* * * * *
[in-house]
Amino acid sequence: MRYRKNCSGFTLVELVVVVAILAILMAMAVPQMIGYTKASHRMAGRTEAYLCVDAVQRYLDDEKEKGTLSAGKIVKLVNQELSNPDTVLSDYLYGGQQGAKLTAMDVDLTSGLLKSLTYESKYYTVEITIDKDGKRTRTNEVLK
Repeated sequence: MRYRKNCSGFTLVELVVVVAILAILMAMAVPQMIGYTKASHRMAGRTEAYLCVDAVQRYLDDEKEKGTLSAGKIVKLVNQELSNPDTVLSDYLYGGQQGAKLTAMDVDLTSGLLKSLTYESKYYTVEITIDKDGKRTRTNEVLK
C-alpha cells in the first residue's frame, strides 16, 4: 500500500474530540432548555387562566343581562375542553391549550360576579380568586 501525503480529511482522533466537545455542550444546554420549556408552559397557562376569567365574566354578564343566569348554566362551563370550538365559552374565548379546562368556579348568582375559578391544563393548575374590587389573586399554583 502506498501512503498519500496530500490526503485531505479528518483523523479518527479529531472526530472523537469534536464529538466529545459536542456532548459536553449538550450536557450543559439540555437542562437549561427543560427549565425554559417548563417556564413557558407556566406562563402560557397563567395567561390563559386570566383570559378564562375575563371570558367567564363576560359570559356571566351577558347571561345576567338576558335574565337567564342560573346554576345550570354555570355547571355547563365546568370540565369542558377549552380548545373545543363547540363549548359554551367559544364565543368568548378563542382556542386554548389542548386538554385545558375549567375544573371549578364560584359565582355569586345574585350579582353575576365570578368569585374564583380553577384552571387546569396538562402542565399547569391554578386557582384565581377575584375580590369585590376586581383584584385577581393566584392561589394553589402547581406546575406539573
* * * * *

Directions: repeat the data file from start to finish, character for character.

[in-house]
Amino acid sequence: MRYRKNCSGFTLVELVVVVAILAILMAMAVPQMIGYTKASHRMAGRTEAYLCVDAVQRYLDDEKEKGTLSAGKIVKLVNQELSNPDTVLSDYLYGGQQGAKLTAMDVDLTSGLLKSLTYESKYYTVEITIDKDGKRTRTNEVLK
Repeated sequence: MRYRKNCSGFTLVELVVVVAILAILMAMAVPQMIGYTKASHRMAGRTEAYLCVDAVQRYLDDEKEKGTLSAGKIVKLVNQELSNPDTVLSDYLYGGQQGAKLTAMDVDLTSGLLKSLTYESKYYTVEITIDKDGKRTRTNEVLK
C-alpha cells in the first residue's frame, strides 16, 4: 500500500474530540432548555387562566343581562375542553391549550360576579380568586 501525503480529511482522533466537545455542550444546554420549556408552559397557562376569567365574566354578564343566569348554566362551563370550538365559552374565548379546562368556579348568582375559578391544563393548575374590587389573586399554583 502506498501512503498519500496530500490526503485531505479528518483523523479518527479529531472526530472523537469534536464529538466529545459536542456532548459536553449538550450536557450543559439540555437542562437549561427543560427549565425554559417548563417556564413557558407556566406562563402560557397563567395567561390563559386570566383570559378564562375575563371570558367567564363576560359570559356571566351577558347571561345576567338576558335574565337567564342560573346554576345550570354555570355547571355547563365546568370540565369542558377549552380548545373545543363547540363549548359554551367559544364565543368568548378563542382556542386554548389542548386538554385545558375549567375544573371549578364560584359565582355569586345574585350579582353575576365570578368569585374564583380553577384552571387546569396538562402542565399547569391554578386557582384565581377575584375580590369585590376586581383584584385577581393566584392561589394553589402547581406546575406539573